It’s everyone’s – well a lot of people’s – favorite time of year: March Madness is upon us. With the parity in the NCAA this year, the title of college basketball champion is on the line; people are furiously filling out their brackets and with games streaming online, it’s a no-brainer that people will be keeping up with their favorite teams.
With all this excitement, though, comes the inevitable backlash from managers of workers whose productivity allegedly plummets during the tournament. According to some estimates, businesses in the U.S. lose anywhere from $100 million to $4 billion in lost productivity during the NCAA tournament every year. Is it true? Does college basketball turn our workforce into a bunch of basketball-obsessed, unproductive ne’re-do-wells? Let’s examine the evidence.
According to Chris Mason, an attorney in Valley, Arizona, there is an inevitable loss in productivity each year during the three week long tournament. “Every time they’re passing from one work area to another, they may stop and have communications or Internet access to see how their team is doing,” Mason said of his employees. Likening it to a medical condition, Mason said he finds many suffer from “March Madness Bracketology Syndrome” during the tournament. “They go online, they use their work computers, they’ve got PDA devices that they’re checking in the restrooms and the hallways,” Mason affirmed.
Moreover, outplacement consulting firm Challenger, Gray & Christmas said Wednesday that online streaming of games, coupled with obsessive bracket-checking and television watching could result in about 8.4 million hours of lost work; multiply that figure by the $22.87 average hourly earning rate of private-sector workers and the financial impact comes out to $192 million.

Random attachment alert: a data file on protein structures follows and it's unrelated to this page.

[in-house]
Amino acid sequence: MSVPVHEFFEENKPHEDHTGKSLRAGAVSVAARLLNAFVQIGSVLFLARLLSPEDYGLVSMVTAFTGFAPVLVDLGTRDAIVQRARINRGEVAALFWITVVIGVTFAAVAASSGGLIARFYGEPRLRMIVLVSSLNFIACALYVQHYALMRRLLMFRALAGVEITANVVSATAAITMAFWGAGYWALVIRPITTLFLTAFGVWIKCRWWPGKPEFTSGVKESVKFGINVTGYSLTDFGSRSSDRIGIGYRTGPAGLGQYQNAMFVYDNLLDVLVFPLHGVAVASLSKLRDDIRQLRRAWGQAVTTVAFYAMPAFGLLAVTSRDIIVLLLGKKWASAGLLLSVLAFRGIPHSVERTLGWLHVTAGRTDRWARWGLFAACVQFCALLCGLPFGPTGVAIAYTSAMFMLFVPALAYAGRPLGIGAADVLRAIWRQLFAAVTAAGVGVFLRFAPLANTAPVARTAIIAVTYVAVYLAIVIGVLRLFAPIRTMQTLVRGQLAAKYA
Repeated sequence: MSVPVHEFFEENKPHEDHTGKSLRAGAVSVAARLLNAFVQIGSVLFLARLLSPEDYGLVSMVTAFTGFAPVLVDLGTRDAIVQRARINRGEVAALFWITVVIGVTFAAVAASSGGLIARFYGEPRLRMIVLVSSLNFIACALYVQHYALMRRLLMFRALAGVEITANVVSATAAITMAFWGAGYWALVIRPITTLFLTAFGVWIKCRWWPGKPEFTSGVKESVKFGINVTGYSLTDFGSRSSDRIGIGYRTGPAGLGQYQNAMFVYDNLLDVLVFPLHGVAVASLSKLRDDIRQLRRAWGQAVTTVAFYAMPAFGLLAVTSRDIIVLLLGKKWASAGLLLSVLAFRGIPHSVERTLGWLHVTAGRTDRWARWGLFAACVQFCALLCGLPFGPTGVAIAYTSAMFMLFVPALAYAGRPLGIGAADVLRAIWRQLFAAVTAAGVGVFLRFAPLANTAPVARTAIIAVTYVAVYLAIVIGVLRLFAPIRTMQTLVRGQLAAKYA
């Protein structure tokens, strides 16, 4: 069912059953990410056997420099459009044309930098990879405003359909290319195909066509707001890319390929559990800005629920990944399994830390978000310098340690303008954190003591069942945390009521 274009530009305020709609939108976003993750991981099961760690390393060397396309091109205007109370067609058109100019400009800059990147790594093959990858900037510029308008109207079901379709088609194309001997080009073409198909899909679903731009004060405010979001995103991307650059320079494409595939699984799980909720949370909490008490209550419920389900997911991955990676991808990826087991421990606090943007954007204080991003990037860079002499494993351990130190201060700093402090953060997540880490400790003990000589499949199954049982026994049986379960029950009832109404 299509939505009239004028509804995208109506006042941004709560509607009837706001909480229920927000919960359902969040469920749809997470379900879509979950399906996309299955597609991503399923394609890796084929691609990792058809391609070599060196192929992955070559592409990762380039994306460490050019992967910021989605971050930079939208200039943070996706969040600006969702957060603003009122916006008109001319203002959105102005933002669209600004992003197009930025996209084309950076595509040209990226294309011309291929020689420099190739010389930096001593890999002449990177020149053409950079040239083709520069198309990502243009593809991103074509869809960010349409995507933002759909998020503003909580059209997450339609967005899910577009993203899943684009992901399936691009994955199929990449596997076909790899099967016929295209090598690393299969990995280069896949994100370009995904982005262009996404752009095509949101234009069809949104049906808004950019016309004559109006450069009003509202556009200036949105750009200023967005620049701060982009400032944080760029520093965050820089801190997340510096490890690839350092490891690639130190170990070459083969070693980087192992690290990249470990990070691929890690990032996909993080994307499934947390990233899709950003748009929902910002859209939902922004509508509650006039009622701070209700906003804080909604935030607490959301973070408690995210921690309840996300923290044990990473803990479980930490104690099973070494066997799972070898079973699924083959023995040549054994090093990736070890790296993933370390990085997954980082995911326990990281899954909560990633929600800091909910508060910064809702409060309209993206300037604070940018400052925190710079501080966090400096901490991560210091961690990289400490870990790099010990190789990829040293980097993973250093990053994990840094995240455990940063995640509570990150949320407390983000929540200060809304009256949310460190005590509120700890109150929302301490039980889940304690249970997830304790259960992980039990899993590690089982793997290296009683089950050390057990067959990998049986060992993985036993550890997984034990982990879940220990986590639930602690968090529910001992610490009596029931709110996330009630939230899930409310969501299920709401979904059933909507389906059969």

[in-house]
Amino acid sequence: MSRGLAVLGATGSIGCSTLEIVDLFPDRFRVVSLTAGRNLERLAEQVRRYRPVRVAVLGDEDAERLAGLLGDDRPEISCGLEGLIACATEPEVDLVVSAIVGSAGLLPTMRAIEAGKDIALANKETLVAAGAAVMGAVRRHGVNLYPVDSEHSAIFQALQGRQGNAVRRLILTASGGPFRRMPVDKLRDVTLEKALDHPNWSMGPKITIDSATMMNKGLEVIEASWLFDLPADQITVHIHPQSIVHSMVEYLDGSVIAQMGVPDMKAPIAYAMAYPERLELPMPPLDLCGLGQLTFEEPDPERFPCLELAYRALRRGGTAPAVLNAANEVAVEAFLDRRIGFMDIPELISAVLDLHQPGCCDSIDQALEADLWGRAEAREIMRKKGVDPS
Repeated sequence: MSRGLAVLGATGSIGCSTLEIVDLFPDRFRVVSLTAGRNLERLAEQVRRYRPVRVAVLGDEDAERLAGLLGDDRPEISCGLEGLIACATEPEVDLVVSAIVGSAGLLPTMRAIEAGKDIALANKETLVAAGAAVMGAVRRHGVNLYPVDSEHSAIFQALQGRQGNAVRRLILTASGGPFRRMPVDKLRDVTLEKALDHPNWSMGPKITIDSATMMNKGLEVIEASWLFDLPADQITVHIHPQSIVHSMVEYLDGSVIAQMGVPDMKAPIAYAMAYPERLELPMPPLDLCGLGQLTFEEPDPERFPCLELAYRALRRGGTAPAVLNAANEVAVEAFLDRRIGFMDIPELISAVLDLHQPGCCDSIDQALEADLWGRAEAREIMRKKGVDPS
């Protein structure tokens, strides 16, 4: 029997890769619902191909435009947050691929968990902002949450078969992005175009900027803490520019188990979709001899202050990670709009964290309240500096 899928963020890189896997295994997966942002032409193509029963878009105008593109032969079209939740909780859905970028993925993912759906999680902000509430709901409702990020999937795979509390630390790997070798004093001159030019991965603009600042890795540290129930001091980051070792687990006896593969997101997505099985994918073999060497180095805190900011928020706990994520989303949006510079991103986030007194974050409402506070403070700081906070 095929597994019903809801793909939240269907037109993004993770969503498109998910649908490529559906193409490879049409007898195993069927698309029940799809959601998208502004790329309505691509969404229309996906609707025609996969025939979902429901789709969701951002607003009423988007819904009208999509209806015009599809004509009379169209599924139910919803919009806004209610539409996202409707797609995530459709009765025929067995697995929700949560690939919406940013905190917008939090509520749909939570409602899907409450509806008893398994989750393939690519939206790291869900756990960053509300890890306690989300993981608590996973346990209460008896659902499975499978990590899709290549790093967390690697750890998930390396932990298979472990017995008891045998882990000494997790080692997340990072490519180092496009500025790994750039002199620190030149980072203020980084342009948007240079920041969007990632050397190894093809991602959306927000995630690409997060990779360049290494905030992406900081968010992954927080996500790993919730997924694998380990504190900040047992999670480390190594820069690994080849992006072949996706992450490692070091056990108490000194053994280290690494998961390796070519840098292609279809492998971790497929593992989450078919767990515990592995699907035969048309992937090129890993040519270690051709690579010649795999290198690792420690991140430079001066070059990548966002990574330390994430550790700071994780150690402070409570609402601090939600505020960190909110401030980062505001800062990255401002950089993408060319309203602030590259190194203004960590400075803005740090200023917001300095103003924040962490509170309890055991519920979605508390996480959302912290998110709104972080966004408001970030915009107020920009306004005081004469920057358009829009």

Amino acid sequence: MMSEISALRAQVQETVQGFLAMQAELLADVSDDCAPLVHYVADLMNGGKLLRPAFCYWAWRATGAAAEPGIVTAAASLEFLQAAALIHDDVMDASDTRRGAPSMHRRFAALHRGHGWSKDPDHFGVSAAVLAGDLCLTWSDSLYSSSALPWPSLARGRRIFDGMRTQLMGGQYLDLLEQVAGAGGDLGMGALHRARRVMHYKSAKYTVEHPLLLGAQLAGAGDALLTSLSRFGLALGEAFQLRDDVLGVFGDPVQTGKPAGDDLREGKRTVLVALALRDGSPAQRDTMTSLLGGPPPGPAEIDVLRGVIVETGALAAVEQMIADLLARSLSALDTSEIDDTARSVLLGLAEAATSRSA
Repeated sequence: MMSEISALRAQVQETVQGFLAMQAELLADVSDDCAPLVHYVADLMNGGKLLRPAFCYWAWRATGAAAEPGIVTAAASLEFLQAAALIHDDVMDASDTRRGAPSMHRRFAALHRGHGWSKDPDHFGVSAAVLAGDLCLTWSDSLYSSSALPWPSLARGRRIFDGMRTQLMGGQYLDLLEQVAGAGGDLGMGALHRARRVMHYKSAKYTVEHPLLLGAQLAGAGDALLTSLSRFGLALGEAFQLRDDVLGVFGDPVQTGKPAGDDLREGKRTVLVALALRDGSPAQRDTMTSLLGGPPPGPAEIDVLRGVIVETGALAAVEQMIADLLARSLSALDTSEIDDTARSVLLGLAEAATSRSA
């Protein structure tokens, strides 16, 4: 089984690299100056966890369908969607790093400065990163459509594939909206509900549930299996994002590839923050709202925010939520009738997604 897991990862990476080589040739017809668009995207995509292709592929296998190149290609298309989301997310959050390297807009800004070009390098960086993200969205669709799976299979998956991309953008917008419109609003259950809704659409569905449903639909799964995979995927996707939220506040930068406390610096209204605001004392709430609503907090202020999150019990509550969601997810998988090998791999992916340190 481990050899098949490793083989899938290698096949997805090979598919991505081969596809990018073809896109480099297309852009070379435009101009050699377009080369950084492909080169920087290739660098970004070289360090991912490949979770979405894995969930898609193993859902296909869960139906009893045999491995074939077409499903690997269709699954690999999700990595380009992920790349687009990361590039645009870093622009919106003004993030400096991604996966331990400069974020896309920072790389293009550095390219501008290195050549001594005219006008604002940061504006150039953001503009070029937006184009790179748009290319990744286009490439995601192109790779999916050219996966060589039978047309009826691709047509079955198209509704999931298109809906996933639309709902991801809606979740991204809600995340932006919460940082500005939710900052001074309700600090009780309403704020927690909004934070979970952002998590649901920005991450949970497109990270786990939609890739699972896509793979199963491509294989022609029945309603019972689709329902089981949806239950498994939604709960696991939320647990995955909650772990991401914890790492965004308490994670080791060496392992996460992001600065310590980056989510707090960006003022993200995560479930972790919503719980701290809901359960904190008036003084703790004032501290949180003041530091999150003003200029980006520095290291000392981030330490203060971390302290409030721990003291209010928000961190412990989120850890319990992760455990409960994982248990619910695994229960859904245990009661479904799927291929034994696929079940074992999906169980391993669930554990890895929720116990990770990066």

However, John Challenger, the chief executive of Challenger, Gray & Christmas, said worker productivity fears are overblown every year. “At first glance, 8.4 million hours of lost productivity seems like it would deliver a crushing blow to the economy,”
Challenger told The Atlanta Journal-Constitution. “Over the three weeks of the tournament, the nation’s 108 million workers will have logged more than 11 billion hours of work. The 8.4 million hours lost to March Madness is a relative drop in the bucket, accounting for less than one-tenth of one percent of the total hours American workers will put in over the three weeks of the tournament.”
Still, with 58 million Americans participating in some sort of college hoops bracket pool in 2010, there is definitely increased interest and attention paid to college basketball during the last few weeks of March. One way the tournament could result in reduced productivity this year is through the online streaming of games. According to IT Business Edge, in an office with fewer than 100 workers, even just five or 10 people streaming basketball games “will definitely have an impact on everyone else’s Internet speed.”
Some analysts, though, contend that the NCAA tournament provides the perfect opportunity to build up worker morale. In 2010, a survey of 1,000 office managers found that 41 percent said that March Madness increased employee happiness, with 56 percent reporting March Madness had no effect on worker productivity. Only 20 percent of respondents said they thought worker productivity dropped during the tournament.
Echoing that positive sentiment, Don Forsyth, a professor at the University of Richmond’s Jepson School of Leadership Studies, is an expert in group dynamics and has extensively studied the effect of March Madness on Americans in the workplace. Forsyth asserts that while employees could be less productive for a few days, there are plenty of benefits that arise from the seemingly endless schedule of games.
“It can draw people together,” Forsyth affirmed. “You’re able to use those moments to build valuable interpersonal relationships.” It may also be a time to connect with fellow employees whom you share the share Alma mater with or a favorite team. Ultimately, March Madness may result in reduced productivity in the short-term, but it happens only once a year so why not enjoy it?